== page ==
There was a guy on Wheel of Fortune a few weeks ago whose name was Royal. He was like 50 or 60.

      Royal was also… I don’t know about popular, but at least in use in the 1800s.

      I mean, I think it’s a stupid name, but…

  5. Jennifer Layton Reply

    If you think these characters glare a lot at each other, wait until their eyes start tightening. SMeyer’s Twilight vampires always tightened their eyes when they got angry. I kept having this mental picture of people whipping out screwdrivers and turning them in the corners of their eyes until their eyes were tiny slits.

  6. Utsutsu Reply

    First off, I’ve been lurking on your site reading your backlog, so this is the first time I’ve actually commented on anything >_<; You guys are fabulous, by the way. And you’ve only gotten more entertaining as time has gone by.

    Anyways, I was excited that you guys were doing Life and Death, if only because I work at a bookstore and I’ve had to unload 500 copies and that green apple stares into my soul, mocking me everyday at work. I just don’t understand why it exists.

    As for gender-swapped stuff, I can only hope that the climax is exactly the same and it’s randomly revealed that Beau is secretly a classically trained ballerina. (My memory is hazy, but the climax is in a ballet studio right? Or is that from my Twilight-themed fever dream/nightmares?)

    I’m also hoping “Archie” ends up being short for Archibald.

    • 22aer22 Reply

      Hahahaha that stupid apple HAUNTS US ALL. My husband has asked me about it like thirty times in the past week. He’s not even asking the question in a different way, he just doesn’t get why it exists. I can only imagine the pain of contributing to the sales of this book, and knowing if you throw them out the window you risk losing your job (even though you would be doing good for the world.)

      The ballet studio is ringing a bell…but now I’m questioning if it’s a shared Twilight fever dream/nightmare? There is definitely something ballet related, though, you’re right. But but but…why? How? There’s no way Beau is a classically trained ballerina, he’s already admitted he has no interest in anything besides balancing a chequebook and picking up groceries, but I like where your head’s at.

      Thank you so much for taking the time to comment. I just love so much when people comment, especially people who have somehow slogged through loads of ours posts and stuck around!

  7. Pingback: The Lazy Reader’s Guide: November 2-November 6 2015 | Bad Books, Good Times

  8. Lougoober Reply

    Um not to nitpick but “a small town in Seattle”? Freudian slip there, thinking about 50 Shades being set in Seattle?

    If Meyer was going to play into genderswap stereotypes, it would’ve been funnier if Edythe had been repulsed by Beau’s smell because he’s a teenage boy who just doesn’t shower enough. Like he has his special Bella/Beau smell but he also smells like B.O.

    Also, people are complaining about how stupid the names are – Beau, Edythe, Royal. But nobody’s mentioned Jessamine? I see from Google that it’s a real name (French), but what possessed Stephanie Meyer to see that name and go “Ah, yes. That’s a totally real-sounding name that all my readers will appreciate.” I get they’re vampires and wouldn’t all be named like Taylor and Morgan and Eric, but… Jessamine??

    Which brings me to a question – why didn’t any of these vampires change their names over the years? Maybe every few times they have to move so no one catches on, they could change their names to something that was in style about 15 years earlier? That’s what I’d do.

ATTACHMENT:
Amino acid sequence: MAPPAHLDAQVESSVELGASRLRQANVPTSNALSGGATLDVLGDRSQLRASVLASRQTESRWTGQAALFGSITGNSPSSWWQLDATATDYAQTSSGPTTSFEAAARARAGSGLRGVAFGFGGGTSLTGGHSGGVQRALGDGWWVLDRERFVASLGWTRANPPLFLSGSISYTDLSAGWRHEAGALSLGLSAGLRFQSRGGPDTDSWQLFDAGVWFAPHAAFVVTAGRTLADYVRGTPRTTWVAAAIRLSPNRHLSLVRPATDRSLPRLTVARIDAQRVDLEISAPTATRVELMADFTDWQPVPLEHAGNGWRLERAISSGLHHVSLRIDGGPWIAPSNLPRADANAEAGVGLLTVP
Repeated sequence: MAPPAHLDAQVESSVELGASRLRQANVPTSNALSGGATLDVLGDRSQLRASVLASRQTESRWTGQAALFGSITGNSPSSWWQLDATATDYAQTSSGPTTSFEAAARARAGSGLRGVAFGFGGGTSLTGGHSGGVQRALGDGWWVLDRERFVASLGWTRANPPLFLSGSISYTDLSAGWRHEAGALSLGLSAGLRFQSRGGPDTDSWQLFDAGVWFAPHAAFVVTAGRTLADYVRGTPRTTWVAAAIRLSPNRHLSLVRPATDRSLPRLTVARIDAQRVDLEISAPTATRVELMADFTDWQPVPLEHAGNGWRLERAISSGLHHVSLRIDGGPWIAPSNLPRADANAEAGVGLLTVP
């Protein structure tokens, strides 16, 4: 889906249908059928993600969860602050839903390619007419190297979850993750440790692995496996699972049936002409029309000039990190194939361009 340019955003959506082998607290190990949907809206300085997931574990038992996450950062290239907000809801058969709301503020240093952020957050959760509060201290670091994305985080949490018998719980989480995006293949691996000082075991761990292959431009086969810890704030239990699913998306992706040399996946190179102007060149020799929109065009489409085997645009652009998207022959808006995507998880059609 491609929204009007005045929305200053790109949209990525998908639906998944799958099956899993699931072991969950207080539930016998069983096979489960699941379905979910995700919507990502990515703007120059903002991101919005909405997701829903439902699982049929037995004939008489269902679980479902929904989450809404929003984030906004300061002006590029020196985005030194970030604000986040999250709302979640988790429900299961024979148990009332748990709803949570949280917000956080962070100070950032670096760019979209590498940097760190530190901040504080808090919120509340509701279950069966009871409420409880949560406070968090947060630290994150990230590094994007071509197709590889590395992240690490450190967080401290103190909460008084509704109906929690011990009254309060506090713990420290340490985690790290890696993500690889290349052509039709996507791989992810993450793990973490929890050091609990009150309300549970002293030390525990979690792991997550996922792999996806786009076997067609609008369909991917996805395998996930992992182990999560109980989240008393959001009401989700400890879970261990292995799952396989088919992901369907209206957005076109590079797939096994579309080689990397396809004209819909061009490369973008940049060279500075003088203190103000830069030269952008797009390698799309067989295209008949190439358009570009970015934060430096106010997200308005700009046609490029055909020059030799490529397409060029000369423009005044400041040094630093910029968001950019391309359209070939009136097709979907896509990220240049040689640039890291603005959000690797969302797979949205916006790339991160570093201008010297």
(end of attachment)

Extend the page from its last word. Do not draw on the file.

• 22aer22 Reply

      Whoops! I will fix that 🙂

      Hahaha that would have been amazing, but I can’t buy she’d ever undermine the romance with B.O.

      That’s so true, if the vampires are trying to blend in, you’d think changing their names to less noticeable things would help them blend in. Then again lots of people have odd names, and the first conclusion people jump to isn’t that they’re a vampire family. But man the names in this book are odd!

  9. missmariechen Reply

    There is even an (probably unintended, but still) intertextual reference to 50 Shades of Grey- Beau describes Forkes as ” probably beautiful or something.” (In my ed page 7) which is nearly as brilliant as Ana’s description of Christians voice:
    “His voice is warm and husky like dark melted chocolate fudge caramel …or something”

    seems like the newest way of describing anything in a detailed and complex way, or something.

    • 22aer22 Reply

      Ooooh. Damn, this is a good catch. How did you even find these two lines to compare! I mean, I immediately recalled the chocolate fudge caramel line when I saw your comment, but I wouldn’t have made the connection.

      It’s funny, I don’t mind that line so much coming from Beau/Bella because it actually does sound like something a sad teen/young adult would say. I could even imagine flippantly/dismissively saying, “Yeah that’s supposed to be beautiful or something.” But when Ana does it, it’s supposed to be this awed, genuine moment, it’s SO DUMB.

      • missmariechen Reply

        To be honest, I am writing my BA thesis on violence and romance in post-twilight paranormal fiction novels, so right at this moment I am stuck reading theses novels over and over again (even though 50 shades is obviously not paranormal 😉 ) – and that was a sentence I just couldn’t forget… its too stupid 😀
        I wouldn’t mind that as well, if Bella isn’t rambling on how alienated she feels in this world of green and Beau just says THAT. I feel like Meyer just wanted to be uber-cool and really masculine in her writing and apparently thought that guys can not lament on things the same then girls do because they are BOYS and it would be unmanly…so it is not the sentence itself but more the implications of it. In any other book I would totally agree with you! (Also I am not sure if Meyer understands the meaning of flippantly or dismissively ;))

        Oh and Ana- I wont go into details there, because that was just so idiotic that there are no words for it 😀